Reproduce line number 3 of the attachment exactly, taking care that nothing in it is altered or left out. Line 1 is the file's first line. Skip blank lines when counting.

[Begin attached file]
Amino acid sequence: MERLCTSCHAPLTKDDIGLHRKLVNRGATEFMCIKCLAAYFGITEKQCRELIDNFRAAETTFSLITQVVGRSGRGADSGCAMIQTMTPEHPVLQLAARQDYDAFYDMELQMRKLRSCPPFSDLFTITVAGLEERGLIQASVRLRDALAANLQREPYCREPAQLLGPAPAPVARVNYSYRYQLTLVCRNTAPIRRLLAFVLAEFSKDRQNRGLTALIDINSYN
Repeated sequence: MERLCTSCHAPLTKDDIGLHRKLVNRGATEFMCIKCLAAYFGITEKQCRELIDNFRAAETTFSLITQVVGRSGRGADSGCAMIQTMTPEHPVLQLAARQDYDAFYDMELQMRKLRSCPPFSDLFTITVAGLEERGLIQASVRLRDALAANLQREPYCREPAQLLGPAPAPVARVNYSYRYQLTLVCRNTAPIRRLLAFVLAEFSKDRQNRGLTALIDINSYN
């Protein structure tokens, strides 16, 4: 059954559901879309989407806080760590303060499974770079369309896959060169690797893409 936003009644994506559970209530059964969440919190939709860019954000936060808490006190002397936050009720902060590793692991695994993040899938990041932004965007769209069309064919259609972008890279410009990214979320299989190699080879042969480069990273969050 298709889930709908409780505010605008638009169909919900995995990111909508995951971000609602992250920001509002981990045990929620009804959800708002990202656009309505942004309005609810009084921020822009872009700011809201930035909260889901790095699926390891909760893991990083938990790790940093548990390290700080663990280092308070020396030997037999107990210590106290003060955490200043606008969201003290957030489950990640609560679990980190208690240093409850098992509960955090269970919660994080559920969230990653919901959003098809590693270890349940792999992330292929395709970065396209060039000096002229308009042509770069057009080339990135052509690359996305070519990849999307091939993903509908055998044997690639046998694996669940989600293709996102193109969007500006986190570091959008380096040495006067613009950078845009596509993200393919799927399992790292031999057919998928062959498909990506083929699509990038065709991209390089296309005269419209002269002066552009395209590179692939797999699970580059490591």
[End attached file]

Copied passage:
């Protein structure tokens, strides 16, 4: 059954559901879309989407806080760590303060499974770079369309896959060169690797893409 936003009644994506559970209530059964969440919190939709860019954000936060808490006190002397936050009720902060590793692991695994993040899938990041932004965007769209069309064919259609972008890279410009990214979320299989190699080879042969480069990273969050 298709889930709908409780505010605008638009169909919900995995990111909508995951971000609602992250920001509002981990045990929620009804959800708002990202656009309505942004309005609810009084921020822009872009700011809201930035909260889901790095699926390891909760893991990083938990790790940093548990390290700080663990280092308070020396030997037999107990210590106290003060955490200043606008969201003290957030489950990640609560679990980190208690240093409850098992509960955090269970919660994080559920969230990653919901959003098809590693270890349940792999992330292929395709970065396209060039000096002229308009042509770069057009080339990135052509690359996305070519990849999307091939993903509908055998044997690639046998694996669940989600293709996102193109969007500006986190570091959008380096040495006067613009950078845009596509993200393919799927399992790292031999057919998928062959498909990506083929699509990038065709991209390089296309005269419209002269002066552009395209590179692939797999699970580059490591």